Storage vendor Data Domain this week unveiled its new DD880 enterprise-class dedupe appliance in what will probably be its last new product introduction before it is acquired by EMC.
EMC on Monday said it had acquired a majority ownership in Data Domain after winning a prolonged bidding war for the company with storage archrival NetApp.
Data Domain's new DD880 is the fastest backup array on a per-controller basis regardless of whether data deduplication is factored in or not, said Shane Jackson, senior director of product and channel marketing for the vendor.
Deduplication, also called "dedupe," removes duplicate information as data is stored, backed up or archived, resulting in a significant decrease in storage capacity requirements.
Data Domain features inline dedupe, which uses a separate appliance between the data source and the data target to dedupe the data as it is moved.
The DD880 offers an aggregate bandwidth of 5.4 Tbytes per hour, or 1.28 Tbytes per hour for a single stream thanks to its new quad-socket Intel processors, Jackson said. That is about twice the performance of its existing DD690, he said.
"We talk about our performance with dedupe turned on," he said. "Other vendors may or may not turn dedupe on when talking performance."
Also new with the DD880 is the ability to replicate from up to 180 remote sites into a single central location, doubling the DD690's 90-to1 replication capability, Jackson said.
Ed Reidenbach, senior director of product management at Data Domain, said the new Intel processors also offer a faster data ingest rate than any other system on the market.
As a result, a single DD880 offers just under the performance of two DD690s, Reidenbach said.
Data Domain has also revamped its graphical user interface (GUI) with the introduction of the DD880.
"Typically in the past, people preferred the command line," Reidenbach said. "But as asynchronous replication gets more powerful, and users have more [data] objects to manage, they want a more graphical interface."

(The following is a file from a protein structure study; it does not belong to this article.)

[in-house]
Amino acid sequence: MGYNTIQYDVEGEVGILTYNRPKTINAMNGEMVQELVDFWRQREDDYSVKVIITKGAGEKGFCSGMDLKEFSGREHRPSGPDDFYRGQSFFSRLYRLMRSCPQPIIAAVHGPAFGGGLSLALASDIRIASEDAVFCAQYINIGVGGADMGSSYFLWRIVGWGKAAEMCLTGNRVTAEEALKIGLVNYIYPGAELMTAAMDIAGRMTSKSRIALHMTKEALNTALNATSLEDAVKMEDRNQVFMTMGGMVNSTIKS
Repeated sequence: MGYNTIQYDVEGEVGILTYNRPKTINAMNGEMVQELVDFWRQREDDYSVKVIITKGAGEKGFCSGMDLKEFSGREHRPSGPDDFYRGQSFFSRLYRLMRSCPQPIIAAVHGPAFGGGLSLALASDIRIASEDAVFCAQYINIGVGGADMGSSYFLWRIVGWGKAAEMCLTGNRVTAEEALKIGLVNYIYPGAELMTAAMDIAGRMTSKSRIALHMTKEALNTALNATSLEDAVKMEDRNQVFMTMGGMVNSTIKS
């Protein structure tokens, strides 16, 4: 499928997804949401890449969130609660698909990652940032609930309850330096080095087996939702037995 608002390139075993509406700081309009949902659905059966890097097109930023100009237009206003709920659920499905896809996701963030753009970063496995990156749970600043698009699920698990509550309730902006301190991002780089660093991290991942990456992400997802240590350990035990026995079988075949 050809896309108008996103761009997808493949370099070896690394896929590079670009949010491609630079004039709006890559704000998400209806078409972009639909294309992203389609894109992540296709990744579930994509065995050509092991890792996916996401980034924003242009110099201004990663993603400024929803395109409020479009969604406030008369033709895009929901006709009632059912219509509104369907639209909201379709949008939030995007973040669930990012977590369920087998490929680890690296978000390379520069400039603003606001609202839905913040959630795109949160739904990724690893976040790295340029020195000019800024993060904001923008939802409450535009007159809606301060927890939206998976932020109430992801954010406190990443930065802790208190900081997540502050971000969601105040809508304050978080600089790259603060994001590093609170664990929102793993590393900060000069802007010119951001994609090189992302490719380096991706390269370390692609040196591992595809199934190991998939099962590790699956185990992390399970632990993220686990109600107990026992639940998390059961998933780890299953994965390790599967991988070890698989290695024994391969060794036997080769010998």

The new performance of the DD880 will be welcomed by customers, said Keith Norbie, vice president of sales at Nexus Information Systems, a Minnetonka, Minn.-based solution provider and Data Domain partner.
"It's fast, and it's big," Norbie said. "That will help in penetrating new accounts. And for existing accounts, it's easier to grow them by selling fewer DD880s than the DD690s."
The risk to the channel is the fact that the DD880 will appeal to larger accounts that vendors sometimes take direct, or accounts that specifically ask to work direct with vendors, Norbie said.
"The only way to mitigate it is account activity," he said. "You need to maintain constant contacts with your accounts, and maintain a good relationship with your vendor reps."
The DD880 might take some share in the compliance storage array market from products such as EMC's Centerra, and could eat away at the primary storage market as well, Norbie said.
"With the DD880 having self-healing capabilities and replication combined with high-performance backup and archiving, it could shift business away from primary storage arrays," he said.
The DD880 is scheduled to ship in the third quarter.